As a student at James Madison High School in Dallas in the late 1970s and into 1980, Brett Maxie had plans to go to the Air Force and become a pilot and possibly an optometrist.
His mother had other ideas and encouraged him to go to college.
Four decades later, Maxie’s decision to attend Texas Southern University is still paying off and a lifetime in football has led him to Colorado.
Hired by CU head coach Karl Dorrell in March to coach the Buffs’ safeties, Maxie, 58, is embracing a new opportunity.
“The first thing that jumps out at me is the type of human being that they are. Good guys,” Maxie said of the Buffs’ safeties. “They’re respectful and love football. In terms of what we do from a schematic standpoint, I can tell that they’re going to be able to pick things up fairly easy.
“Good citizens, well respected and very cerebral because they’re going to have to be to play the safety position. They’re gonna have to have some smarts, man, and they do.”
Maxie said CU’s safeties are helping him learn the terminology and the scheme, but it’s a safe bet that the players are going to learn a lot from Maxie’s story-telling and experiences.
Coming out of high school, Maxie went to Texas Southern as a quarterback before switching to defensive back. After a successful career with the Tigers, he signed as an undrafted rookie with the NFL’s New Orleans Saints, sparking a 13-year pro career.
In New Orleans, he spent eight seasons with Vic Fangio, then the Saints’ linebackers coach and now the head coach of the Denver Broncos. When Maxie was done playing, it was Fangio who gave him his first opportunity as a coach, with the Carolina Panthers.
For the past 22 years, Maxie has developed as a coach with seven NFL teams, Vanderbilt University and, most recently, at IMG Academy in Florida.
Having played and coached at all levels gives Maxie a unique perspective he can share with CU players and recruits.
“Absolutely. I think that merits a lot of credence to me having the ability to offer a prospective athlete something outside of the academic, because that’s the first thing you need,” he said. “When they come to college … they are a student first. Then they are an athlete.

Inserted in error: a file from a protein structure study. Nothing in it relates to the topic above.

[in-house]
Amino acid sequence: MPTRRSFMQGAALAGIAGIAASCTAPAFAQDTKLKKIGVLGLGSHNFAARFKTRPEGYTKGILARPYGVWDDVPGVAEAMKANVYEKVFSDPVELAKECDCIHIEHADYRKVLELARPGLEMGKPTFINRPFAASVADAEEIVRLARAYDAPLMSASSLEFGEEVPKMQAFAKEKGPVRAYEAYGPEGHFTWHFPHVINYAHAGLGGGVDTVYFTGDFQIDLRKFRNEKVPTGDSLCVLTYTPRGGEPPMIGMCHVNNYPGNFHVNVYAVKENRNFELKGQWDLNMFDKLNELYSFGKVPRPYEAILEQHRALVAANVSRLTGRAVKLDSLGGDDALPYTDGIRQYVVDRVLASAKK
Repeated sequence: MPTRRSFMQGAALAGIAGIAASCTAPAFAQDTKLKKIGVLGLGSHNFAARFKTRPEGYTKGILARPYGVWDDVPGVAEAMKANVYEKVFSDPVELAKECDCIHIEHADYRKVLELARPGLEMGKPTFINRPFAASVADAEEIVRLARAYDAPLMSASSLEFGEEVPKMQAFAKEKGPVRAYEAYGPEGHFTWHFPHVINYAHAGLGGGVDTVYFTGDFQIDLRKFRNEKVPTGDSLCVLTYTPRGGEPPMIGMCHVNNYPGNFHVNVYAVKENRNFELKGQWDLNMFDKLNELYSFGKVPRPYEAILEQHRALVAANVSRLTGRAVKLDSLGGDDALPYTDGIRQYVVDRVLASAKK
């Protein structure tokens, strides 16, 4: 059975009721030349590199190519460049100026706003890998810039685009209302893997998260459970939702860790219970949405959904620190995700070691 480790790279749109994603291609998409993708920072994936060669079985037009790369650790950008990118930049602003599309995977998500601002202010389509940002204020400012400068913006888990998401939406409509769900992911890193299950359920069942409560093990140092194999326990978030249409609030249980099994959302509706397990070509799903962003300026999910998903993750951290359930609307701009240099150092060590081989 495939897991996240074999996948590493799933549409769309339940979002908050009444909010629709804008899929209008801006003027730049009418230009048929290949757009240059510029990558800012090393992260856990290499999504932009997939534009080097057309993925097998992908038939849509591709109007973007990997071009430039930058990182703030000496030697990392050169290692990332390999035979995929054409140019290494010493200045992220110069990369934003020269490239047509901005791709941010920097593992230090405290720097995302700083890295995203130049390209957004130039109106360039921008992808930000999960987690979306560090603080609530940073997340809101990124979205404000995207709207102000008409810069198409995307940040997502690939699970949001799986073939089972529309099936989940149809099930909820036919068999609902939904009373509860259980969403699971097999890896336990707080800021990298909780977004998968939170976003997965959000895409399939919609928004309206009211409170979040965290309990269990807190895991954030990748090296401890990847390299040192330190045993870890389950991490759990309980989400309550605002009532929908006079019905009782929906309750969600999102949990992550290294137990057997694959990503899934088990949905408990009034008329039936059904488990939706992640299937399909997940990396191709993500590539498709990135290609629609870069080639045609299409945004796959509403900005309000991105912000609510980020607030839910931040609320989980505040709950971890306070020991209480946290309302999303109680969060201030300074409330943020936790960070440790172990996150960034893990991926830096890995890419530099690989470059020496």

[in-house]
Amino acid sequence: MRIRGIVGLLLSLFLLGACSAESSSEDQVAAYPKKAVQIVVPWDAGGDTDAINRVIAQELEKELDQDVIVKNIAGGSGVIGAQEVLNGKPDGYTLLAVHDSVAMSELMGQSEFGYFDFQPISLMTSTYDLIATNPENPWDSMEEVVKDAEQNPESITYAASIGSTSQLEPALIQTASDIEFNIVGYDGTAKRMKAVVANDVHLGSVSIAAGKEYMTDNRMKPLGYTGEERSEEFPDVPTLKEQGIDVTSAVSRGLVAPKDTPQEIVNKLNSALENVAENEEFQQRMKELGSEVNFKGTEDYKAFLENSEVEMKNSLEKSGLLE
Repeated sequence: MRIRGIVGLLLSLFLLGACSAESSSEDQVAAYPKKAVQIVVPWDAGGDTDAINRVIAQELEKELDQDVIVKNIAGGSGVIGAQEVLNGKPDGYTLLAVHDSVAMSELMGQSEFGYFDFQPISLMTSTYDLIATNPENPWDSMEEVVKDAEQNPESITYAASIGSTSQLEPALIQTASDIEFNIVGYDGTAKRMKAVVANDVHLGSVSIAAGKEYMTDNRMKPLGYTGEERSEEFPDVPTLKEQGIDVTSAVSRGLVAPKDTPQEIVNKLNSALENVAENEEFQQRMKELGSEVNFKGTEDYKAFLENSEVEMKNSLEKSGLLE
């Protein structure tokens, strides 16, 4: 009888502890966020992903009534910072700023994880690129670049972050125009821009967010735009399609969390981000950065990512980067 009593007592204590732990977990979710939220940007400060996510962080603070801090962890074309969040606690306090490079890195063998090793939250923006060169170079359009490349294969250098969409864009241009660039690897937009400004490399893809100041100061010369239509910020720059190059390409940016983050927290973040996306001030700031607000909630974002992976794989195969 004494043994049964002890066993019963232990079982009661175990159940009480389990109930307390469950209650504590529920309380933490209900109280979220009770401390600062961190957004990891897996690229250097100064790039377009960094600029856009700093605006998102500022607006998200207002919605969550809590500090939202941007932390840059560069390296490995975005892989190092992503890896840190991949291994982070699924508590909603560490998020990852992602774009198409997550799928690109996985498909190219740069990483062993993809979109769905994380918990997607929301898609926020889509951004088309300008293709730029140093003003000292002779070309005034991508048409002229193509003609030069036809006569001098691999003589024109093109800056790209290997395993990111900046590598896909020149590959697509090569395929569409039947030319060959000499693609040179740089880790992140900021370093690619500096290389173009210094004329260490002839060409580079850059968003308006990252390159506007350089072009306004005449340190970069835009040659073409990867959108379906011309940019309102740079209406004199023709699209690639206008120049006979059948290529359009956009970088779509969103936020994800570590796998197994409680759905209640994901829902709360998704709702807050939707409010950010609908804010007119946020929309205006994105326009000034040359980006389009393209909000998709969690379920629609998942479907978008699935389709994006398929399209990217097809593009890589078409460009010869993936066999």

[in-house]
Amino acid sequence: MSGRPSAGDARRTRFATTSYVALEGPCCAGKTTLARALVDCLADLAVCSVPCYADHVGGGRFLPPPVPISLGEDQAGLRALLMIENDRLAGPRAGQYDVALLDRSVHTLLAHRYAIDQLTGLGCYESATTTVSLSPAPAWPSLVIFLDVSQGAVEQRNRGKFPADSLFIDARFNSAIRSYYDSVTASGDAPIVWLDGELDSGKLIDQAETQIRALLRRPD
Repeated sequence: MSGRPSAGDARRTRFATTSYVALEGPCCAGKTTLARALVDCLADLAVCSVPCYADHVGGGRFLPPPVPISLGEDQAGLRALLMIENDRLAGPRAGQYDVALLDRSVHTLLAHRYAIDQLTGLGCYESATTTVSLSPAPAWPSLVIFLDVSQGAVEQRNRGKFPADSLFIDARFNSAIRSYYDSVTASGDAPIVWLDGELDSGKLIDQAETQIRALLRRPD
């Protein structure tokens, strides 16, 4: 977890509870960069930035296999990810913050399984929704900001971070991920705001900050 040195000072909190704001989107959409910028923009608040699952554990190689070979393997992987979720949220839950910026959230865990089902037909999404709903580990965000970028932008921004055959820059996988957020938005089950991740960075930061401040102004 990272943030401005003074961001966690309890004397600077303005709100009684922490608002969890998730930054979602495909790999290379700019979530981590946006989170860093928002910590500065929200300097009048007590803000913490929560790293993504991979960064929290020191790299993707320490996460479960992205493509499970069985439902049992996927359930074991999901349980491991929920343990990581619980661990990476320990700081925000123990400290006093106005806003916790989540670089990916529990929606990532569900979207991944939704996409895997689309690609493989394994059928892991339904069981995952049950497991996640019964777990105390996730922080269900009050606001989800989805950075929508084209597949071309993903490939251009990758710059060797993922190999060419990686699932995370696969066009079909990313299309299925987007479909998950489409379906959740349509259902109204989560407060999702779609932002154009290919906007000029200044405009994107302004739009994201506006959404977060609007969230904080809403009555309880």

“We want students first, but we also want great football players. So yes, I do have that ability and I do approach it that way because of what I’ve been able to do.”
What Maxie has been able to do is make the most of opportunities and display an ability to adapt.
He was not highly recruited out of high school and didn’t get drafted out of college, yet he found success at the highest level of football.
A quarterback in his youth, he accepted a change to defense during his second year at Texas Southern. Then, with the Saints, he embraced opportunities to play cornerback, safety and nickel.
Now that he’s at CU, Maxie is hoping to help others do what he did. He’s excited to be reunited with Dorrell – the two were on Vanderbilt’s staff in 2014 – and energized by the idea of finding versatile players willing to learn, as he did as a player.
“If you’re disciplined enough to execute the techniques that I think can help you get to the next level, then you’ll have an opportunity, along with your fire that burns inside of you to want to be an NFL player,” he said. “That’s one of the things that I’m able to offer kids when I’m recruiting them to let them know, ‘Hey this is my story. If you want to play at the highest level, I can help you get there if you’re willing to do the necessary things to become an NFL player.’”